What is Senior Abuse?
At 72 years old, Susan came into therapy for the first time at the insistence of her daughter. For nearly a decade, Susan’s son had been living with her and living off her limited social security income. Her son was capable of getting a job but had difficulty maintaining employment. After a visit to Susan’s house, her daughter became afraid that their might be some other abusive behavior.
Susan insisted that this was not the case, but after reviewing the below list of senior abuse behaviors, she broke down crying. Ashamed, embarrassed, and feeling guilt, she took on the responsibility of her son’s behavior. At some level, she believed that her parenting was the reason for his actions. It took some time, but eventually she realized that her son, as an adult (for 30 plus years now), was fully responsible for his actions.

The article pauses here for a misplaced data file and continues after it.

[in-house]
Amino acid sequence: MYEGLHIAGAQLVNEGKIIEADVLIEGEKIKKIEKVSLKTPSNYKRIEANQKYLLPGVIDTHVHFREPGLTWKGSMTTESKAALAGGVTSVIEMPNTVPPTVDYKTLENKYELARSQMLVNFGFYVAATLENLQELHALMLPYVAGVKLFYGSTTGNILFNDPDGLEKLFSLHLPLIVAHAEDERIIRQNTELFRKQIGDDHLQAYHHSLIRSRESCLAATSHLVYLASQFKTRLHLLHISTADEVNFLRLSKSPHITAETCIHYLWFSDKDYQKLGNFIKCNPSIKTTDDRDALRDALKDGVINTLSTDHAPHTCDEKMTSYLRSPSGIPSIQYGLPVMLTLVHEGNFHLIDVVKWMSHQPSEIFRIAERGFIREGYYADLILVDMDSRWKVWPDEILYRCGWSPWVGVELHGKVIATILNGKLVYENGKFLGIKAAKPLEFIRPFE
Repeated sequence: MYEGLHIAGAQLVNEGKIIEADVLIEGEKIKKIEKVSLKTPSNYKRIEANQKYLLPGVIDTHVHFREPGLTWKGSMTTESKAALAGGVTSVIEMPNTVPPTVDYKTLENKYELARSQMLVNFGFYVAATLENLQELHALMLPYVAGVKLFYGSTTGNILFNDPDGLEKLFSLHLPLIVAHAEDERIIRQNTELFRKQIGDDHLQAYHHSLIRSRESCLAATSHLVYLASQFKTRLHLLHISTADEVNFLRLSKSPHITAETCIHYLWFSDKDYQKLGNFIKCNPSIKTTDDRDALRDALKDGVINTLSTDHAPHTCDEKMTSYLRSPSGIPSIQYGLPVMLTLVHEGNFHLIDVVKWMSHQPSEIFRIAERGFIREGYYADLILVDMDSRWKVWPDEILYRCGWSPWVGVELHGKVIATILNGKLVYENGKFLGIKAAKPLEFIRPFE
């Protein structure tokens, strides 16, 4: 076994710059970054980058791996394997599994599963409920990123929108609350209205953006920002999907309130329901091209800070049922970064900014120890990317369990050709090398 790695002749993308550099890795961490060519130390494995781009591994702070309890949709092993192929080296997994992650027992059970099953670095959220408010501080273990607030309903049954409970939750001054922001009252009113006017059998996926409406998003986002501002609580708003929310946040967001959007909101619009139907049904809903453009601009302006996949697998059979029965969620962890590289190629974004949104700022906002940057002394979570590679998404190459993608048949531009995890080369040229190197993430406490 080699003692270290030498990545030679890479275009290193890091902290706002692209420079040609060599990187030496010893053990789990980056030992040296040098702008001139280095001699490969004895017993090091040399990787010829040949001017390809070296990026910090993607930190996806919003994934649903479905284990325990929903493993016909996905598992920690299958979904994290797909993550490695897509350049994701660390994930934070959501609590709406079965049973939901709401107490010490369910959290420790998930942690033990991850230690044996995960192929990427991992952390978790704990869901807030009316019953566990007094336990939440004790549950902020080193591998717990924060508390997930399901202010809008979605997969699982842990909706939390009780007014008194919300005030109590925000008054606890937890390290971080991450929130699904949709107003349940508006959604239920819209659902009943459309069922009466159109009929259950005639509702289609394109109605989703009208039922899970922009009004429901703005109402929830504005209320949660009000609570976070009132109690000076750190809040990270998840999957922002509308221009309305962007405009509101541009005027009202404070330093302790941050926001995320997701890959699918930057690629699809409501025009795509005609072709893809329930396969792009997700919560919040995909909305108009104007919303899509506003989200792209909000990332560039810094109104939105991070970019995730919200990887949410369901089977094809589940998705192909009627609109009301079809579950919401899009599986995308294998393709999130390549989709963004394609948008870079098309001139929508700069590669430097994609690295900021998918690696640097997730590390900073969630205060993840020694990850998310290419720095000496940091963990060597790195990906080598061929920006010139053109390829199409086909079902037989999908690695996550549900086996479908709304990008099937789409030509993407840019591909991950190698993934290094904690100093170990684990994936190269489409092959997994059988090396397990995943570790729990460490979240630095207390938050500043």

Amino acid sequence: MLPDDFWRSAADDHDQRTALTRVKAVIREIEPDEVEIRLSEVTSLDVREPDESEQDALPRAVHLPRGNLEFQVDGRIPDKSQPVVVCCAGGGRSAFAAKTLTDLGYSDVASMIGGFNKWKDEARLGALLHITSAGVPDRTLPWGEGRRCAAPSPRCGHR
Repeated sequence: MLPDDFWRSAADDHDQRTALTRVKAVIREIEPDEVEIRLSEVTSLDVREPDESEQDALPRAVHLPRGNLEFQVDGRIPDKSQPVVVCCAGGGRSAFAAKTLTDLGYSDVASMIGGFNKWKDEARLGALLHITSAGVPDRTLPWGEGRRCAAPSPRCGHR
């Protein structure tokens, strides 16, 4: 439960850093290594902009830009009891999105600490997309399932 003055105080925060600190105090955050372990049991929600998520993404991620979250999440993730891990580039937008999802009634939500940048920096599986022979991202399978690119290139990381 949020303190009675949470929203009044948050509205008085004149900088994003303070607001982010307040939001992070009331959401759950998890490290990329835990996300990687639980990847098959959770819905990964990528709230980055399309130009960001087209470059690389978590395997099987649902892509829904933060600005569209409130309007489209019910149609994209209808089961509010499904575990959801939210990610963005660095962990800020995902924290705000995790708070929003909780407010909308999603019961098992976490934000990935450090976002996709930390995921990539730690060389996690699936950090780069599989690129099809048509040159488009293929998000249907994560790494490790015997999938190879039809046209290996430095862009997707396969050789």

There are many other ways a person can be abused. Abuse can be manipulation, exploitation, maltreatment, neglect, violence, cruelty, harm, hurt, ill-treatment, and exploitive. The seven ways it is manifested is through physical, mental, verbal, emotional, financial, sexual and spiritual. The following list is not inclusive but rather provides an opportunity to explore, evaluate and discuss any potential destructive behavior.
Physical Abuse. For seniors, the fear of physical abuse is very strong because as they age, the ability to defend themselves is limited.
- Intimidation – Bullying by standing over or looking down and then refusing to back off.
- Isolation – Abandoning or alienating in dangerous situations.
- Restraint – Might tie up, grab when trying to leave, or lock doors with no key.